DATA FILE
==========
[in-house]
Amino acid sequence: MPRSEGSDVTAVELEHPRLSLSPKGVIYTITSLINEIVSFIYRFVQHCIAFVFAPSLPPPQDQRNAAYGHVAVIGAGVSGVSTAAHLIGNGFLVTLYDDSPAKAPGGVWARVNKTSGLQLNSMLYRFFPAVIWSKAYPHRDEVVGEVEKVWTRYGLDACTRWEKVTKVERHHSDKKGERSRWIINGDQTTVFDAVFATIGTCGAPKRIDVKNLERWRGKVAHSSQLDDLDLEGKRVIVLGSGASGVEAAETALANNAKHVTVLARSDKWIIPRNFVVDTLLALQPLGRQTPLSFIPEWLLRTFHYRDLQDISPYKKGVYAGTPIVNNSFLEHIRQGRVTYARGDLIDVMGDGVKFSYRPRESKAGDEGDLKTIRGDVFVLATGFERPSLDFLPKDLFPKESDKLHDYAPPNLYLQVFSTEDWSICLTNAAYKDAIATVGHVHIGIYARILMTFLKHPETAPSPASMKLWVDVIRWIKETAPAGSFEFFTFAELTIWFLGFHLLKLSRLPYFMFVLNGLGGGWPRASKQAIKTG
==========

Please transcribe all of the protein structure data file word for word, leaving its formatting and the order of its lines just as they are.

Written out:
[in-house]
Amino acid sequence: MPRSEGSDVTAVELEHPRLSLSPKGVIYTITSLINEIVSFIYRFVQHCIAFVFAPSLPPPQDQRNAAYGHVAVIGAGVSGVSTAAHLIGNGFLVTLYDDSPAKAPGGVWARVNKTSGLQLNSMLYRFFPAVIWSKAYPHRDEVVGEVEKVWTRYGLDACTRWEKVTKVERHHSDKKGERSRWIINGDQTTVFDAVFATIGTCGAPKRIDVKNLERWRGKVAHSSQLDDLDLEGKRVIVLGSGASGVEAAETALANNAKHVTVLARSDKWIIPRNFVVDTLLALQPLGRQTPLSFIPEWLLRTFHYRDLQDISPYKKGVYAGTPIVNNSFLEHIRQGRVTYARGDLIDVMGDGVKFSYRPRESKAGDEGDLKTIRGDVFVLATGFERPSLDFLPKDLFPKESDKLHDYAPPNLYLQVFSTEDWSICLTNAAYKDAIATVGHVHIGIYARILMTFLKHPETAPSPASMKLWVDVIRWIKETAPAGSFEFFTFAELTIWFLGFHLLKLSRLPYFMFVLNGLGGGWPRASKQAIKTG